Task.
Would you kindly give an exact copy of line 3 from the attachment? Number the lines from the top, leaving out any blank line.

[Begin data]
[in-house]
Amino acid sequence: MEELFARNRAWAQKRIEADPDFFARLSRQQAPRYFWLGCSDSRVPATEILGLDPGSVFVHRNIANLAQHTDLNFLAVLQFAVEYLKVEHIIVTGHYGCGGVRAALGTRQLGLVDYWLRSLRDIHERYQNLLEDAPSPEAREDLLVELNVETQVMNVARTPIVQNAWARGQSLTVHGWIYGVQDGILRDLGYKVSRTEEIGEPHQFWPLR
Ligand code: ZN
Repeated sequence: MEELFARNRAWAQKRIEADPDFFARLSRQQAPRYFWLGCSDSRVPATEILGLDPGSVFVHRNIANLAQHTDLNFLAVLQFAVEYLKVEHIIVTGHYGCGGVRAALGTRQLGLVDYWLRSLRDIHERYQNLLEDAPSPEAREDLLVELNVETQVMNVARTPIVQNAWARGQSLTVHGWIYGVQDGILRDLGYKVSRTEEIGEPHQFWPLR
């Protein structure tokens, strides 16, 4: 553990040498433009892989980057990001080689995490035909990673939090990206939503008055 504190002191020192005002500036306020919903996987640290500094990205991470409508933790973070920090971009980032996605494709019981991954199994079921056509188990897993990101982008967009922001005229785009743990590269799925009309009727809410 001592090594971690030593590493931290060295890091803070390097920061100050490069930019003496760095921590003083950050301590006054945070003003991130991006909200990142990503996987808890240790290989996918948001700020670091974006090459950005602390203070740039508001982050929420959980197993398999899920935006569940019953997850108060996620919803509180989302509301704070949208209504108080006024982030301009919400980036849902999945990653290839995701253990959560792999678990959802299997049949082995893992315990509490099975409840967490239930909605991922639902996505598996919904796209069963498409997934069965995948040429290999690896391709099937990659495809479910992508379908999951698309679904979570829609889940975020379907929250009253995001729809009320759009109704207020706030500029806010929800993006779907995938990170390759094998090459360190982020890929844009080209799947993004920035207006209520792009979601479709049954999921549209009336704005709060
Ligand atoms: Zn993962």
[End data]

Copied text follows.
Ligand code: ZN